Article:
The Anti-Defamation League, a self-described Jewish defense and civil rights organization, acknowledges it has long collected information on groups that are anti-Semitic, extremist or racist. The ADL's fact-finding division, headed by Irwin Suall in New York, enjoys a reputation for thoroughness and has often shared its information with police agencies and journalists.
However, evidence seized from Bullock's computer shows he kept files on at least 950 groups of all political stripes, including the American Civil Liberties Union, Earth Island Institute, the United Auto Workers, Jews for Jesus, Mother Jones magazine, the Center for Investigative Reporting, the Bo Gritz for President Committee, the Asian Law Caucus and the AIDS activist group ACT UP.
The computer files also included information on several members of Congress, including Pelosi, House Armed Services Committee Chairman Ron Dellums (D-Berkeley) and former Republican Rep. Pete McCloskey from the Bay Area.
In their statements, Bullock and Gurvitz said the Anti-Defamation League has collected information on political activists in the Los Angeles area for more than 30 years. They said they worked closely with three Los Angeles County sheriff's deputies who specialized in intelligence work, a Los Angeles Police Department anti-terrorism expert and a San Diego County Sheriff's Department intelligence officer.
A spokesman for the Los Angeles Sheriff's Department said he knew nothing of any contact between the deputies and the ADL. The Los Angeles Police Department, which earlier refused to cooperate with the investigation, and the San Diego Sheriff's Department declined comment.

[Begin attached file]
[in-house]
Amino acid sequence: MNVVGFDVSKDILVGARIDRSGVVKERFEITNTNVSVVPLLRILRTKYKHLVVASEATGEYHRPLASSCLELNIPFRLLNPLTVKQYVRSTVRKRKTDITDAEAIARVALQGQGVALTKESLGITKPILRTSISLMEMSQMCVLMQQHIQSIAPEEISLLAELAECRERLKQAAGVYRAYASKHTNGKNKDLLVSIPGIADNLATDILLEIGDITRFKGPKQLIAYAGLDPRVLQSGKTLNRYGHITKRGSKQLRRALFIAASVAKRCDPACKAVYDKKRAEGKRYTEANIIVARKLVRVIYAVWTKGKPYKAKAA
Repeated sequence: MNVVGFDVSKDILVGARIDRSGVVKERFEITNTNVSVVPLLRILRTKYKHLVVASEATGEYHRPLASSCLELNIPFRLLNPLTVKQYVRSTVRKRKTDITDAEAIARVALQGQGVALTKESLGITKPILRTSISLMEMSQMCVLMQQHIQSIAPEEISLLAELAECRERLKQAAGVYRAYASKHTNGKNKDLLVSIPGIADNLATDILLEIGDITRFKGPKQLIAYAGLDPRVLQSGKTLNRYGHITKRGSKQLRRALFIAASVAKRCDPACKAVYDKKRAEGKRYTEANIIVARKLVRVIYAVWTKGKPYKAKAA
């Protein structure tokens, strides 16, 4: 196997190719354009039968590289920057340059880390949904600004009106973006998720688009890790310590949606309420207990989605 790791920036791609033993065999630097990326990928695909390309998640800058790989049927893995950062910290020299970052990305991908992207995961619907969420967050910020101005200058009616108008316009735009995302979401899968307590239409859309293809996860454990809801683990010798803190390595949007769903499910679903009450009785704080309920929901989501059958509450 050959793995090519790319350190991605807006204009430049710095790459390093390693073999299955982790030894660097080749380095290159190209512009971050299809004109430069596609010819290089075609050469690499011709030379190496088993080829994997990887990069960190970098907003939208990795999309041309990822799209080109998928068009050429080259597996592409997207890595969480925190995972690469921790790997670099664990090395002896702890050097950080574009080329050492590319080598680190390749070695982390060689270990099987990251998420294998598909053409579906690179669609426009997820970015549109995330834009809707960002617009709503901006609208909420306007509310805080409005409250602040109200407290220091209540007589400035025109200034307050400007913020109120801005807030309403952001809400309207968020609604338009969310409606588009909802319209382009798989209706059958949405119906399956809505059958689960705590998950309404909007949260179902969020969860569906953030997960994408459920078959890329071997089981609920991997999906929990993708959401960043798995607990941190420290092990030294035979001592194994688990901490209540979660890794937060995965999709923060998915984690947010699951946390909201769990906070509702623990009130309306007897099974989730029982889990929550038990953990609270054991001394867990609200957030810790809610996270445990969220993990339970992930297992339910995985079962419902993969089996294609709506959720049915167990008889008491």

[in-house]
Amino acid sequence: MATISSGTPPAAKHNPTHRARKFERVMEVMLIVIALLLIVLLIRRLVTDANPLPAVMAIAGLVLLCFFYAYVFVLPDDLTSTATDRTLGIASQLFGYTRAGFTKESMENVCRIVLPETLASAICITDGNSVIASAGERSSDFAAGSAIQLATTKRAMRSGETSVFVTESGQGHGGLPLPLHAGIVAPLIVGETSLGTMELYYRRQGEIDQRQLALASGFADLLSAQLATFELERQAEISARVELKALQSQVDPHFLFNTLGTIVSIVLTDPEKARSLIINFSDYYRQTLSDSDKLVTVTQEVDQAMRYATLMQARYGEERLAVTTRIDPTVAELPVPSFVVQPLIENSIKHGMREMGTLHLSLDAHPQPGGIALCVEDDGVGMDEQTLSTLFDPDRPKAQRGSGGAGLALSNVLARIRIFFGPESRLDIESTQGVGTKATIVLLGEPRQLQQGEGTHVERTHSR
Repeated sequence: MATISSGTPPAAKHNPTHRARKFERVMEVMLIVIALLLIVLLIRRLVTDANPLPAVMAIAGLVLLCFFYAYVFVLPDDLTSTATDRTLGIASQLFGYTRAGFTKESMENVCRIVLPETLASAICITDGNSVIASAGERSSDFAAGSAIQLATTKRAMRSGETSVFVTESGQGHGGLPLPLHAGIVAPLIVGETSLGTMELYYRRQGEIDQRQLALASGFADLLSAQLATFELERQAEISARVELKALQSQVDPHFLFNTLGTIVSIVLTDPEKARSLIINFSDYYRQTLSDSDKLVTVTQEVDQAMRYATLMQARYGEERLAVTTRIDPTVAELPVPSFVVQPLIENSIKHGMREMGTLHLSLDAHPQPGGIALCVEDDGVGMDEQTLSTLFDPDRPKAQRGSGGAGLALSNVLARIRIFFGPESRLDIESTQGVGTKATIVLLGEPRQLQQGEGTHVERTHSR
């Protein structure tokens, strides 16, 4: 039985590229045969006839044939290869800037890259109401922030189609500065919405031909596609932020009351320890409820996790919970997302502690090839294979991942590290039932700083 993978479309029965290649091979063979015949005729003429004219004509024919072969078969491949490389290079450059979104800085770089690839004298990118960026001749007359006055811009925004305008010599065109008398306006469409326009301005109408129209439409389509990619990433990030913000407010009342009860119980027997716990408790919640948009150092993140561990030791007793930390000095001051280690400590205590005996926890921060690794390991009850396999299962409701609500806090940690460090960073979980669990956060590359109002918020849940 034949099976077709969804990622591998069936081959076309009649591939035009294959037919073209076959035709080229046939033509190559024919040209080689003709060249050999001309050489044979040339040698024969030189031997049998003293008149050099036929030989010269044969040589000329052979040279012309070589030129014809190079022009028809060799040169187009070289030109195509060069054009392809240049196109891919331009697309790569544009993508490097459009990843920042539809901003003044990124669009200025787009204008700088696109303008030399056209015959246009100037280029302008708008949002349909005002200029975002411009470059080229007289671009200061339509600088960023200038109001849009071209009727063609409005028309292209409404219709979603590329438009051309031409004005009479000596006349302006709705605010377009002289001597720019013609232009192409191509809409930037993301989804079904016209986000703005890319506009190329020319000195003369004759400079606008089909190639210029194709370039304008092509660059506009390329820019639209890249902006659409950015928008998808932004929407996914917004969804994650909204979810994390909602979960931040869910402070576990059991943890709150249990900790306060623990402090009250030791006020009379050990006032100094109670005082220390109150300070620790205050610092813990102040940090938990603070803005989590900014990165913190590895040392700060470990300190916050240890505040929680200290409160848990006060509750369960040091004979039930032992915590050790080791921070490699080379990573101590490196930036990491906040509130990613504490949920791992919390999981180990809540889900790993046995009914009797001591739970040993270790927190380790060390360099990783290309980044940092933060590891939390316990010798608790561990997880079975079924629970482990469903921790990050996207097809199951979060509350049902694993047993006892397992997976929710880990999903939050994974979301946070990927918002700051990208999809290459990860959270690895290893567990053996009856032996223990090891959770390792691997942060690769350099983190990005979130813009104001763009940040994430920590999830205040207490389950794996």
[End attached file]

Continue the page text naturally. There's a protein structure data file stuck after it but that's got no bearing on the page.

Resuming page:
Bullock, 58, is one of the most intriguing characters in the spy drama. Although he is not Jewish, he began working undercover as a volunteer for the ADL and the FBI in Indiana in 1954 after reading a book about a man who infiltrated the Communist Party.
Bullock moved to Los Angeles in 1960 and was given a paid position by the ADL as an intelligence operative, he told authorities. In the mid-1970s, he moved to San Francisco and continued his spy operations up and down the West Coast.
To keep his identity secret, his salary has always been funneled through Beverly Hills attorney Bruce I. Hochman--who has never missed a payment in more than 32 years, Bullock said.
"I was an investigator for the ADL. I investigated any and all anti-democratic movements," Bullock said. " . . . Officially, I'm a contract worker with Bruce Hochman. That way, the league would not be officially connected with me."
Bullock said he became a master at infiltrating groups from Communists to Arab-Americans to gay radicals to skinheads, usually using his own name but once adopting the alias Elmer Fink.
"I'm a one of a kind," he told police.
In recent years, however, his ADL affiliation has increasingly become known, and at one point he was confronted by a skinhead armed with a shotgun who threatened to kill him.
In the mid-1980s, he helped San Francisco police solve a bombing at a synagogue by combing through the trash of extremist Cory Phelps and matching handwriting with samples on a threatening letter obtained by police. In part because of this investigation, he became close friends with Gerard, who at the time was working in the San Francisco police intelligence division.